Burn only dry, seasoned wood, not wet or freshly cut wood. Season wood at least six months; store outdoors, loosely covered, to allow air to circulate freely through the pile. "Green" or wet wood releases less heat because energy from the fire must first evaporate the moisture before producing useful heat.
Build and maintain moderately hot fires quickly after loading the wood. A hot initial fire will help your catalyst light-off faster. However, once lit, the catalyst will stay lit even if the fire burns lower. Catalyst temperatures of 1,000°F or more are typical in normal operation. Once a catalyst "lights-off," it will stay lit at temperatures of about 500°F.
Burn moderate to full loads of wood that will provide several hours of uninterrupted burning and minimize door openings. By minimizing door openings, you allow the temperatures to stay high, which reduces pollution. Frequent door openings increase pollution both inside and outside your home.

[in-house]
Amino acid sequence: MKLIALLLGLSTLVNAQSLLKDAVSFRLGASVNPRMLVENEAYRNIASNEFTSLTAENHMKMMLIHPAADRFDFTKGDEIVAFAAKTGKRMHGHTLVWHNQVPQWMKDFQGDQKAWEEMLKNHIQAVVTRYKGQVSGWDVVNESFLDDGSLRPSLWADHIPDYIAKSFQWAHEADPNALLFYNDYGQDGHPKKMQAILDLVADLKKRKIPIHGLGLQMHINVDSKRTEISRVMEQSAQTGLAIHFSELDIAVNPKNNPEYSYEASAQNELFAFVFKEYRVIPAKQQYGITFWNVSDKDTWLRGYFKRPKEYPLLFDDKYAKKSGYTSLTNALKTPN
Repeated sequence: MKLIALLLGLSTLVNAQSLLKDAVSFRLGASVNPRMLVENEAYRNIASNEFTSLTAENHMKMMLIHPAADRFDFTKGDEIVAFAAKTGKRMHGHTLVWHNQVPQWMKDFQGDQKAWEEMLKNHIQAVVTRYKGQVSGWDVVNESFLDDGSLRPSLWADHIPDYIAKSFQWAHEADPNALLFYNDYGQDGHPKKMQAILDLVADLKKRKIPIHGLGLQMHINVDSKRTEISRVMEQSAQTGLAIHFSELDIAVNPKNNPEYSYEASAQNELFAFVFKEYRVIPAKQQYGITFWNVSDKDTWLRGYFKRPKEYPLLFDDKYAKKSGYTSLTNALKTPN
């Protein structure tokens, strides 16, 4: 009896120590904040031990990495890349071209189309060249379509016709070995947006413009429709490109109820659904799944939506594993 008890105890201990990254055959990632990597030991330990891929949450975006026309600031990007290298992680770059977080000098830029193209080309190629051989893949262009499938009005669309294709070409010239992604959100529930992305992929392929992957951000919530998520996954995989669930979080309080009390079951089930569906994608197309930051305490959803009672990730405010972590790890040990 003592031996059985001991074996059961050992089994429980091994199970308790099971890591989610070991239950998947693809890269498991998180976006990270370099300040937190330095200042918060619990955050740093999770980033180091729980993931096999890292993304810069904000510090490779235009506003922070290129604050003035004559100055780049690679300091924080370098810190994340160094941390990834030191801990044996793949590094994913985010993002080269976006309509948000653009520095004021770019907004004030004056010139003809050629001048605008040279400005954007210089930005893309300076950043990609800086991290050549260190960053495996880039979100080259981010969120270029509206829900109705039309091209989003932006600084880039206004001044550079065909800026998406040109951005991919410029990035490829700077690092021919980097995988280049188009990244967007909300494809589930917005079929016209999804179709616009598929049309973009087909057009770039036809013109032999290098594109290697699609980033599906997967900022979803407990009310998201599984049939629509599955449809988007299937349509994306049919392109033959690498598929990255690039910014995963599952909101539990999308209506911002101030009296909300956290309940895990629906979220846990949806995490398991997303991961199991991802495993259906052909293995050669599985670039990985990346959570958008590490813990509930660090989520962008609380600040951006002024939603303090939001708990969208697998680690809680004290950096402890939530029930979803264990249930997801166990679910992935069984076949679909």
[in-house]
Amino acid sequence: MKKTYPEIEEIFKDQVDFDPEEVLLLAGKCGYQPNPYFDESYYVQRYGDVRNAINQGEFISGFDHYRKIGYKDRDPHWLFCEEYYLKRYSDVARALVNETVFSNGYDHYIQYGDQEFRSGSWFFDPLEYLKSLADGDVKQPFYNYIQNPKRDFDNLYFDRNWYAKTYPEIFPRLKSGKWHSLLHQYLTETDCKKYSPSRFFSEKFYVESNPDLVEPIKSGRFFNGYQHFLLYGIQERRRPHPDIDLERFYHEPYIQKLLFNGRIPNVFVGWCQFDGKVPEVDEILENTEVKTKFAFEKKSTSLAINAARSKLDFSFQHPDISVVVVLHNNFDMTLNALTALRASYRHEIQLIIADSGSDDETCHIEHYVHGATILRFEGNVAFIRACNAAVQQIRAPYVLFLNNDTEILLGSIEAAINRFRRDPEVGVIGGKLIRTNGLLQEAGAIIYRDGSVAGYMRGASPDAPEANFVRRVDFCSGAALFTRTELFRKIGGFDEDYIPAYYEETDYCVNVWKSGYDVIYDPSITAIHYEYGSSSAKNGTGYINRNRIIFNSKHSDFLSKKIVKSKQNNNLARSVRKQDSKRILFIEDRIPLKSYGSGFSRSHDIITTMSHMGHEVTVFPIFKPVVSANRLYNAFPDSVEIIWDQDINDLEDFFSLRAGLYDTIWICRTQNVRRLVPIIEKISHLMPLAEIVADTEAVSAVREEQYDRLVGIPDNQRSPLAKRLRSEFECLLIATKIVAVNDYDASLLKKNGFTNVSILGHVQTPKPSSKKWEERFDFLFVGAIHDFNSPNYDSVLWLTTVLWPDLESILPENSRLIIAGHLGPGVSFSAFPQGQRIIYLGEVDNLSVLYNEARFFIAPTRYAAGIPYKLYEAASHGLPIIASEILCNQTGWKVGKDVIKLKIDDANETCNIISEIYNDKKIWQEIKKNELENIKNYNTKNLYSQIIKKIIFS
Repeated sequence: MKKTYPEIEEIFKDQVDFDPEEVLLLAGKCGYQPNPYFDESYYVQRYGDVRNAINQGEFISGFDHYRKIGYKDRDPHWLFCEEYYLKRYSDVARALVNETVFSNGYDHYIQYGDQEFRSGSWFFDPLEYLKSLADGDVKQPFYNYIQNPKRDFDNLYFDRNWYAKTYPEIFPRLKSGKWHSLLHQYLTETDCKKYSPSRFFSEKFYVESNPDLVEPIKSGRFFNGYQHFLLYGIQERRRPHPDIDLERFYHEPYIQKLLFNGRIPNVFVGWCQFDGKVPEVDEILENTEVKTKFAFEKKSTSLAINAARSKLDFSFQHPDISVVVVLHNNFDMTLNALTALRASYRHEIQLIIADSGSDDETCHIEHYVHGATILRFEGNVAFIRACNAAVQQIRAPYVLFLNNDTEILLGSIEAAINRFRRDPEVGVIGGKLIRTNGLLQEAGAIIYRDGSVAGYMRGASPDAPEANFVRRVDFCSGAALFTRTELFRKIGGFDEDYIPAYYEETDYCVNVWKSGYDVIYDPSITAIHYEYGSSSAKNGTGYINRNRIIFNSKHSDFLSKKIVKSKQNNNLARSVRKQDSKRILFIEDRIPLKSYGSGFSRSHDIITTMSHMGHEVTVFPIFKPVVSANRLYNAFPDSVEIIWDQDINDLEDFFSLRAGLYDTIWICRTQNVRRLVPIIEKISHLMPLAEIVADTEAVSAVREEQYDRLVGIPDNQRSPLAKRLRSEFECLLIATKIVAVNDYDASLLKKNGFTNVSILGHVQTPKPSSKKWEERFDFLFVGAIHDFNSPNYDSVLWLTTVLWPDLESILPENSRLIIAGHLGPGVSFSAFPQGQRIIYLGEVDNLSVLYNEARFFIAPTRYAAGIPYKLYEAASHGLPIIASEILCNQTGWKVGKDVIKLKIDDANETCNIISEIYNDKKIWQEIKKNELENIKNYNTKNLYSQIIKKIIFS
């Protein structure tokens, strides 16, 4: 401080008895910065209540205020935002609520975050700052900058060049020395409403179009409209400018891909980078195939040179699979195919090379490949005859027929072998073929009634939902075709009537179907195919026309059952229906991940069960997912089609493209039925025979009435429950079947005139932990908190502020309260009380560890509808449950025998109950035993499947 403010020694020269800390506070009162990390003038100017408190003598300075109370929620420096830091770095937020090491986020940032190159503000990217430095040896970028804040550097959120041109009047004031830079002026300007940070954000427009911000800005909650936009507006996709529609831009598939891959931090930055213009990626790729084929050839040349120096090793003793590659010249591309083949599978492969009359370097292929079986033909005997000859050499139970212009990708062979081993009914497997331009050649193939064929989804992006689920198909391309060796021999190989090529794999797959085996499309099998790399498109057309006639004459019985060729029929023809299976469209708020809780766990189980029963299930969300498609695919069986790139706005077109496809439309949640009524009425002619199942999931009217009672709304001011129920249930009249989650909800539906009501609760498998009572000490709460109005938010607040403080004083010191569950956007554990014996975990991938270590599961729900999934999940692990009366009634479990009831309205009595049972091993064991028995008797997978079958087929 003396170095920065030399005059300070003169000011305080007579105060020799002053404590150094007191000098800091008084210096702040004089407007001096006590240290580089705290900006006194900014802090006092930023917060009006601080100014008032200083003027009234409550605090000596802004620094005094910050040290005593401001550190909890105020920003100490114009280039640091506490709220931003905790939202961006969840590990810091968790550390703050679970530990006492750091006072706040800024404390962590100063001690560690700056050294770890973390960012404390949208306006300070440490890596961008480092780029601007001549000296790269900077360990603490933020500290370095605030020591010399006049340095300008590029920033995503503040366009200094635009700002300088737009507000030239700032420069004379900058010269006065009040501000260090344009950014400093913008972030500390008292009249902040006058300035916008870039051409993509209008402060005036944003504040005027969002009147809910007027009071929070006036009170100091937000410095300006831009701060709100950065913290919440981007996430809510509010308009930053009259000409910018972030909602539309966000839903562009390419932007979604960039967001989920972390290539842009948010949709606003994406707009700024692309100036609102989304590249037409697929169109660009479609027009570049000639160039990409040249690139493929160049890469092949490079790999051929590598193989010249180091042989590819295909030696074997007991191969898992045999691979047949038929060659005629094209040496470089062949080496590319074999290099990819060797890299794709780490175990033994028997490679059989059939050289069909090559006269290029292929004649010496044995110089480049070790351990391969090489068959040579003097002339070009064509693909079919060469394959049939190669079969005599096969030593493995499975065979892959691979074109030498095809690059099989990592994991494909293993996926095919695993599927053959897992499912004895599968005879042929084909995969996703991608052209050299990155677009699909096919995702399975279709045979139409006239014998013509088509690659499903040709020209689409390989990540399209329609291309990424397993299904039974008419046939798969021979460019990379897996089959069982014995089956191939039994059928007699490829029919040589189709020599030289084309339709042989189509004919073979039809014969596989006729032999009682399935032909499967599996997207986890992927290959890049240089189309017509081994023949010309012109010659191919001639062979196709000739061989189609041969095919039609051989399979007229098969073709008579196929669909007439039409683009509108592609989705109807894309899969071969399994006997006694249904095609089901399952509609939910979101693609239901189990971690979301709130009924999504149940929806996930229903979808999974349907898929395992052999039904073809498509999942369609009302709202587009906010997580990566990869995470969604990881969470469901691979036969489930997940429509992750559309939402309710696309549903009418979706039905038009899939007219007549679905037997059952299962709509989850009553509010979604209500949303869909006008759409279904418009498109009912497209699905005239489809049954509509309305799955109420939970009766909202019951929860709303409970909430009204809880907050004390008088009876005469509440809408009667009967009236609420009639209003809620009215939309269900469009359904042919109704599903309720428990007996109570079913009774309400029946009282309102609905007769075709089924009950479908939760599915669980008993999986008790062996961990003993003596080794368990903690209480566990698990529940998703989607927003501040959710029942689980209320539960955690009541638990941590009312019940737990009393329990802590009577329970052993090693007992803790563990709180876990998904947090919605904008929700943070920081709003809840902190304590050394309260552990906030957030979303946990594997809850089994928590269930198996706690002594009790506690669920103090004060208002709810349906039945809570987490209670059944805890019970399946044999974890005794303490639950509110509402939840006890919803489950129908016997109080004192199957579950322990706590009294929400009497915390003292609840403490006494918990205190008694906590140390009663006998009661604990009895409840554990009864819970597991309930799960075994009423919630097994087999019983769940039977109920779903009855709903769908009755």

Operate your stove in the bypass mode initially (i.e., so that smoke bypasses the catalyst). Wait until the stove is hot enough before engaging the catalyst, but be careful not to overheat the stove. The reason for this is that, to some extent, the catalyst may reduce the draft. With poor draft, the fire will take longer to develop and the catalyst will take longer to light-off.
Operate the stove's internal fans, if your stove has them, in strict accordance with the operating instructions. Some manufacturers recommend leaving the fans turned off for 30 minutes after start-up and refueling, and setting them on low for small fires. This is important because fans remove heat from the fire; cooler fires result in more pollution.